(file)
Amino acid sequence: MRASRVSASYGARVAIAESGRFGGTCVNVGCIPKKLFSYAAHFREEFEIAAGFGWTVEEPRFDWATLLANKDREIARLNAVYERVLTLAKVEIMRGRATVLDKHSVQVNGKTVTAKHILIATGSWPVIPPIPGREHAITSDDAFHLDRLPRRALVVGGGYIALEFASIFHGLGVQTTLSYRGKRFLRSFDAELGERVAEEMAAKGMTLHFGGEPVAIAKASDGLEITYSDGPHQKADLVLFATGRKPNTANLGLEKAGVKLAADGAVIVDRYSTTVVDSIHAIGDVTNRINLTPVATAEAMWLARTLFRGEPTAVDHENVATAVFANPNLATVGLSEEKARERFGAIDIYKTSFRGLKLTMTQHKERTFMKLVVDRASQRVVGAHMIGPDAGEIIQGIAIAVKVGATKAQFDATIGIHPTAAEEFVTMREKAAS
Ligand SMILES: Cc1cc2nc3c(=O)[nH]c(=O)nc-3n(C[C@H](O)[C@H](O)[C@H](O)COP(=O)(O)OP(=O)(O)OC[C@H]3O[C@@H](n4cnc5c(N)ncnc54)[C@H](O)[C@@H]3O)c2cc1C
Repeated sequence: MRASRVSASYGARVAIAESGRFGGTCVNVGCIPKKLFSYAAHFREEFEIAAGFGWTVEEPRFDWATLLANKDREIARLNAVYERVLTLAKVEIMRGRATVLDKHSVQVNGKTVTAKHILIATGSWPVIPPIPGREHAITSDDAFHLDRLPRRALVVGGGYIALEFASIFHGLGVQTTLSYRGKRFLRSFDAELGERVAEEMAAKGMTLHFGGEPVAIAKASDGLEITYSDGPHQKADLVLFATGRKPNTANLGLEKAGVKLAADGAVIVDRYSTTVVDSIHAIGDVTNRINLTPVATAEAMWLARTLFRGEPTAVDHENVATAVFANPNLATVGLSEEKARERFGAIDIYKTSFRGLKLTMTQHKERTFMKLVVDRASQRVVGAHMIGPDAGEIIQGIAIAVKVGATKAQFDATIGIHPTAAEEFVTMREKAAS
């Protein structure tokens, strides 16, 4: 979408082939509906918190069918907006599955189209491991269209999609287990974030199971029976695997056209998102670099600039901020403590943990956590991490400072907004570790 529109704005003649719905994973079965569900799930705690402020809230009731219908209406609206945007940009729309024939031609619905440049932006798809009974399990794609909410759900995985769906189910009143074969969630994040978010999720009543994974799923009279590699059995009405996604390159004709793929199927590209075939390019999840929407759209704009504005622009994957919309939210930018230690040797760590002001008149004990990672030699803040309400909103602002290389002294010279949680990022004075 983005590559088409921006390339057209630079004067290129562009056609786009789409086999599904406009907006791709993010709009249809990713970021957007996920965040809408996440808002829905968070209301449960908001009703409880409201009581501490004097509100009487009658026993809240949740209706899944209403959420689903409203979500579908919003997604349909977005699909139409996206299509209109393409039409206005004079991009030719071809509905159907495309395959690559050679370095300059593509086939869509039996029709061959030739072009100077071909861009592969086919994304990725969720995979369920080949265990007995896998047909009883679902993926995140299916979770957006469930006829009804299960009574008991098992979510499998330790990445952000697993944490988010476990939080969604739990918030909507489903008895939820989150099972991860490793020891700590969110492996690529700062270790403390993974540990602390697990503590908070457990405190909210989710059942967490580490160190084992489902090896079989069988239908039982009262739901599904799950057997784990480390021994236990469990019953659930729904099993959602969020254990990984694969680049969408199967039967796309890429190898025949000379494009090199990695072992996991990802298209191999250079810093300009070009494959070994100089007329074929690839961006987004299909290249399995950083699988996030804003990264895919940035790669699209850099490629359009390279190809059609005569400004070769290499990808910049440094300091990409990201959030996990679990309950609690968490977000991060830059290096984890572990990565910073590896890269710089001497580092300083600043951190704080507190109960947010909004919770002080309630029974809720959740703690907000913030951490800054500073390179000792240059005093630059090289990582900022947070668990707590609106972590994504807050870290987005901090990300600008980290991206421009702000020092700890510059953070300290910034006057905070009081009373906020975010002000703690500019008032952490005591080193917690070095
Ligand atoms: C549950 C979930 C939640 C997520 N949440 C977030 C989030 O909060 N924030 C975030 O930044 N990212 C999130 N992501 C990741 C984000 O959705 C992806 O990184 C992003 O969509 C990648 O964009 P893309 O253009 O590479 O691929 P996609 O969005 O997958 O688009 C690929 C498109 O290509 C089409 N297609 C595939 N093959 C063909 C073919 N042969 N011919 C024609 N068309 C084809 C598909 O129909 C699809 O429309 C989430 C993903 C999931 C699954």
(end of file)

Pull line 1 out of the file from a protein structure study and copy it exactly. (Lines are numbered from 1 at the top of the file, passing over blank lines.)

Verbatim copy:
Amino acid sequence: MRASRVSASYGARVAIAESGRFGGTCVNVGCIPKKLFSYAAHFREEFEIAAGFGWTVEEPRFDWATLLANKDREIARLNAVYERVLTLAKVEIMRGRATVLDKHSVQVNGKTVTAKHILIATGSWPVIPPIPGREHAITSDDAFHLDRLPRRALVVGGGYIALEFASIFHGLGVQTTLSYRGKRFLRSFDAELGERVAEEMAAKGMTLHFGGEPVAIAKASDGLEITYSDGPHQKADLVLFATGRKPNTANLGLEKAGVKLAADGAVIVDRYSTTVVDSIHAIGDVTNRINLTPVATAEAMWLARTLFRGEPTAVDHENVATAVFANPNLATVGLSEEKARERFGAIDIYKTSFRGLKLTMTQHKERTFMKLVVDRASQRVVGAHMIGPDAGEIIQGIAIAVKVGATKAQFDATIGIHPTAAEEFVTMREKAAS